I am working as both researcher and developer in this field for almost two decades.
There certainly isn't a "lack of a killer app" there. However, there is one big difference - I am talking about professional market. Simulators & marketing are one thing (even though those rarely focus on HMDs but rather on projected displays - HMD is cumbersome).
Then you have training applications - machine operators, surgery training, maintenance training, safety procedures, dangerous materials handling, you name it. Of course, military training too, even though that is a complete different market.
Another category I have been involved with are various medical therapy applications - psychology and psychiatry - e.g. various phobias, even additiction therapies, PTSD is successfully being treated using VR, pain distraction applications (e.g. for severely burned people, dentists or some cancer sufferers).
And those are just the domains I have been somehow involved with or seen around me. Retail/consumer market is a different story and there I see VR mostly as niche within the larger gaming/entertainment market. Things like 360 videos and watching TV using HMDs will likely fail as that is pretty much pointless and the novelty of it fades very quickly.
Concerning AR - I am not that sure. For one, AR is very overrated. The AR applications are perhaps numerous in movies and Hollywood (everyone wants a Terminator-like HUD, right?!), but not in reality. Stupid stuff like superheroes jumping out of cereal boxes were interesting perhaps 5 years ago. There are also numerous problems that would have to be overcome first and not all of them are technical ones.
* There is AR and "AR". Google Glass was not AR but a personal HUD - if there is no registration between the image overlay and the real world, *it is not AR*. Glass was incapable of that.
* Contrast - optical see-through displays have inherently poor contrast and daylight visibility, digital see-through (using cameras) tend to suffer from lag, motion blur and poor dynamic range (big issue outdoors in sunlight, for ex.)
* Fragility - most AR displays are very fragile pieces of glass and electronics, not robust to day to day abuse. Can be solved, but at the expense of aesthetics and price.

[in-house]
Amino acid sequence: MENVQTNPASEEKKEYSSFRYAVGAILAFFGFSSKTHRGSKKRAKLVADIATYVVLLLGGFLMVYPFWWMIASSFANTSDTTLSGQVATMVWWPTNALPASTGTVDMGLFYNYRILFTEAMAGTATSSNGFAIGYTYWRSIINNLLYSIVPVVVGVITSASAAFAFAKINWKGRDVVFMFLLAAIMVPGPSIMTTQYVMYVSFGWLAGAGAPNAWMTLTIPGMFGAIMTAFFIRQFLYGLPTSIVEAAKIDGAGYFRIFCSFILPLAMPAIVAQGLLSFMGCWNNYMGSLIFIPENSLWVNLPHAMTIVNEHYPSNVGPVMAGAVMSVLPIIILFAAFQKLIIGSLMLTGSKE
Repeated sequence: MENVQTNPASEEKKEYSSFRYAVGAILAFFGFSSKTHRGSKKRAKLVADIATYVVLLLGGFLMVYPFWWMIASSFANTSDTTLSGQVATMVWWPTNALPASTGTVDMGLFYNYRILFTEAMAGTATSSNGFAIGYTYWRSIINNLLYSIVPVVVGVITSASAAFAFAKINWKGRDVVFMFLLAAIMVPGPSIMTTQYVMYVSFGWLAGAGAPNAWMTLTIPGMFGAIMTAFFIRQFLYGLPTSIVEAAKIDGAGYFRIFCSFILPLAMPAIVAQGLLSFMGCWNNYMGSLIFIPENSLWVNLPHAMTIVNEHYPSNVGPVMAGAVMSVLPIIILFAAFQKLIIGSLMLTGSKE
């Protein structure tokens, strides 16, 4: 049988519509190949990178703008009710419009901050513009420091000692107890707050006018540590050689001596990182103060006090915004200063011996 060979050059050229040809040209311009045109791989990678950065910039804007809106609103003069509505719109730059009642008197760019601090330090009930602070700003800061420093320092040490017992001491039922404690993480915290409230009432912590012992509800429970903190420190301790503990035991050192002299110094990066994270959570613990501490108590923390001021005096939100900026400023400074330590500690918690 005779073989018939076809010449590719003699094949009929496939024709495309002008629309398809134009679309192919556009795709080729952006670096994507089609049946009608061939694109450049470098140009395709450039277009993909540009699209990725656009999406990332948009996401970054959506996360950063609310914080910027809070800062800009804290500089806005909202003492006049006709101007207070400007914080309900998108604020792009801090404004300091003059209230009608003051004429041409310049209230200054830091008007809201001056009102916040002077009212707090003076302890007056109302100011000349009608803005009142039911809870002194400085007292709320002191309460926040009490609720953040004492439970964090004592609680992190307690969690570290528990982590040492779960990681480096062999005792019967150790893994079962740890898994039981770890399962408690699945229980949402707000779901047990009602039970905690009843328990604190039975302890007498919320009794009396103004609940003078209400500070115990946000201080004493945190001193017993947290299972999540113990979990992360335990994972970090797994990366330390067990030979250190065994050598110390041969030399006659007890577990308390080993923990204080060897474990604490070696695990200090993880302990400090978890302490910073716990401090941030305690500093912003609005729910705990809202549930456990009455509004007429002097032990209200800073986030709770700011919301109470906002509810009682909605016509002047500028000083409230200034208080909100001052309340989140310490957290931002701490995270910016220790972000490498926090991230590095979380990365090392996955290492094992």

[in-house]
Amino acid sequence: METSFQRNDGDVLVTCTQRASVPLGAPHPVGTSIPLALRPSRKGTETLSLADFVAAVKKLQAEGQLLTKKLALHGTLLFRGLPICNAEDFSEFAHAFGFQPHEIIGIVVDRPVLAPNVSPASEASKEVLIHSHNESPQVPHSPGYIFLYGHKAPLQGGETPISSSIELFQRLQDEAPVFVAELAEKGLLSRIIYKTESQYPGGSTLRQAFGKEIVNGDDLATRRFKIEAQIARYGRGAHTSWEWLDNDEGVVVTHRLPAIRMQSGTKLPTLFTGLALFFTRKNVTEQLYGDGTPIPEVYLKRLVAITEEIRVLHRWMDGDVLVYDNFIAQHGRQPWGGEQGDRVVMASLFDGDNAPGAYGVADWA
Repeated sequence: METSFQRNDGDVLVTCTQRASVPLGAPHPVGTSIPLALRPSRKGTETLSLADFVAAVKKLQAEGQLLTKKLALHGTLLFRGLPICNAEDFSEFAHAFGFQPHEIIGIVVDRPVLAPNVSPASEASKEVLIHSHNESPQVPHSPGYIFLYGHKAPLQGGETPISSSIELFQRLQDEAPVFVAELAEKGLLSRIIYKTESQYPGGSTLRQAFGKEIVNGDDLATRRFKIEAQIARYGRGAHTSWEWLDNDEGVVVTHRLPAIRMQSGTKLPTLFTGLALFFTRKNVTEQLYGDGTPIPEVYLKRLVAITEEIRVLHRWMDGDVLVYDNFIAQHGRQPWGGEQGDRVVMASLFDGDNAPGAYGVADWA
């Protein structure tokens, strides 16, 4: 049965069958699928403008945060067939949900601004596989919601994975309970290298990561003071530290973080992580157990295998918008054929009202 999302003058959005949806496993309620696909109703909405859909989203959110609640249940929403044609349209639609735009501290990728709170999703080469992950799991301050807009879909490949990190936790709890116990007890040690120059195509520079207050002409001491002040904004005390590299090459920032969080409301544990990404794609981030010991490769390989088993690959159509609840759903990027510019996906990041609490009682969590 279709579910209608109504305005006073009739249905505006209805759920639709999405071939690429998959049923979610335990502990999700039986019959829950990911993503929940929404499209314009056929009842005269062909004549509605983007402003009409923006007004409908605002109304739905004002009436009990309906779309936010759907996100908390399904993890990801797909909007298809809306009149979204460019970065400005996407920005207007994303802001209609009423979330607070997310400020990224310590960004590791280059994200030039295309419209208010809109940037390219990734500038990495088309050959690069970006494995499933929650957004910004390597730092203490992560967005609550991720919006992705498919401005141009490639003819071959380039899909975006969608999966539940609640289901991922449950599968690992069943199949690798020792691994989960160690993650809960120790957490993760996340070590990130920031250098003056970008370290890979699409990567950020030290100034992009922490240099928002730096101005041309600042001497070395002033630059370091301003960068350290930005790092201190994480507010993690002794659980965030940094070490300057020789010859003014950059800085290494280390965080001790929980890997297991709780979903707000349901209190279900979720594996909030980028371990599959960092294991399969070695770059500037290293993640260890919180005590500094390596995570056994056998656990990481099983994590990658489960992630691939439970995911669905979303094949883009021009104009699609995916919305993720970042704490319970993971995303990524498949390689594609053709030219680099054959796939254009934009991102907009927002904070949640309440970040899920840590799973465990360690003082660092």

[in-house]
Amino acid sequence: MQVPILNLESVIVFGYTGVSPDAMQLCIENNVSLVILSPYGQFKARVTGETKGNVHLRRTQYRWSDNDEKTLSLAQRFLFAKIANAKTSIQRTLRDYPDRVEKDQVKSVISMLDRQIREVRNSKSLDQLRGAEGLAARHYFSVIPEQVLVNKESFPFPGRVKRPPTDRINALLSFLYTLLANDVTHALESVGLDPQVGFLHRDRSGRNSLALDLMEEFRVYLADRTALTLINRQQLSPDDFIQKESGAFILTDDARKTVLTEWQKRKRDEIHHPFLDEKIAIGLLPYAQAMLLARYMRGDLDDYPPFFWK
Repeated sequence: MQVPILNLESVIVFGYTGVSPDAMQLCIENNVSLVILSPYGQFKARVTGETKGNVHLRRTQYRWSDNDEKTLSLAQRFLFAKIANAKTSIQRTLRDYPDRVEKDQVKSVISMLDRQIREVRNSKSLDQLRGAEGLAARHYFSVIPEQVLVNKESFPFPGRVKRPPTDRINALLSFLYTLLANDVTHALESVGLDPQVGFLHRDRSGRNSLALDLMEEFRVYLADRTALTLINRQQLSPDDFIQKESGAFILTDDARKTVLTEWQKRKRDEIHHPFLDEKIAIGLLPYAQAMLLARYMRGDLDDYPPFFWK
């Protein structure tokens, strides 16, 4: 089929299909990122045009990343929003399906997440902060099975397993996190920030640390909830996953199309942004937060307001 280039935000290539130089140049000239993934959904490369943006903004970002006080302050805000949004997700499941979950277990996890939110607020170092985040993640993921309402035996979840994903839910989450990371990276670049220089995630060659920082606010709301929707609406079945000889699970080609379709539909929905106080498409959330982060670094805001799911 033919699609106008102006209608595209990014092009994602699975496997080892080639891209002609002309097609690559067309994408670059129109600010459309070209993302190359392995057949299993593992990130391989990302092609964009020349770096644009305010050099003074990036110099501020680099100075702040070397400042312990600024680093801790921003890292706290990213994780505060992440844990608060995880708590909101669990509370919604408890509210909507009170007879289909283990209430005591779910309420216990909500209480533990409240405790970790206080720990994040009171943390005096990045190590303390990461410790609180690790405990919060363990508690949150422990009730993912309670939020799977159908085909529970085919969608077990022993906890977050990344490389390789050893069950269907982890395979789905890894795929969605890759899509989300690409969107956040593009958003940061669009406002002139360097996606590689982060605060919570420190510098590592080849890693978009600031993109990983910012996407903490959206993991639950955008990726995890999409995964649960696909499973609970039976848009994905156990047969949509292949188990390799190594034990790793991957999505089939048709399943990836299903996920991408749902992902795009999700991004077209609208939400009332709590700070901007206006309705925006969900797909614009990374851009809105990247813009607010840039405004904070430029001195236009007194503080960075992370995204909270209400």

* There is *no* robust tracking soluton for AR that would work both indoors and outdoors, have sufficient accuracy for registering overlays over objects beyond simplistic labels (think satnav instructions) and would not require enormous computational power. Projects like Tango are getting close, but still no cigar. This is actually *THE* problem we are fighting almost every week at work when clients ask for an AR application - nobody wants markers, but pretty much nothing else works with sufficient accuracy and low overhead.
* Battery life - AR needs to be mobile to be really useful which means batteries. Something iike Tango running full tilt tracking and displaying of the 3D scene would likely run out of battery within an hour or two. Or shut off due to overheating because of the heavy computation going on (see the GearVR problems with that - and GearVR is not doing any tracking at all).
And now the non-technical issues which could be the largest problem, in fact:
* Most people don't want to look like Borgs from StarTrek wearing headsets. Not an issue in the pro market, but enormous problem for consumer market. Google has learned that firsthand with their Glass.
* We are far from headsets being socially acceptable. Both the cameras and the lack of eye contact/apperance of being distracted are an issue. Perhaps this will change as these devices become pervasive (talking on a phone in public used to be a social no-no too), but until then it will be a major hurdle for adoption.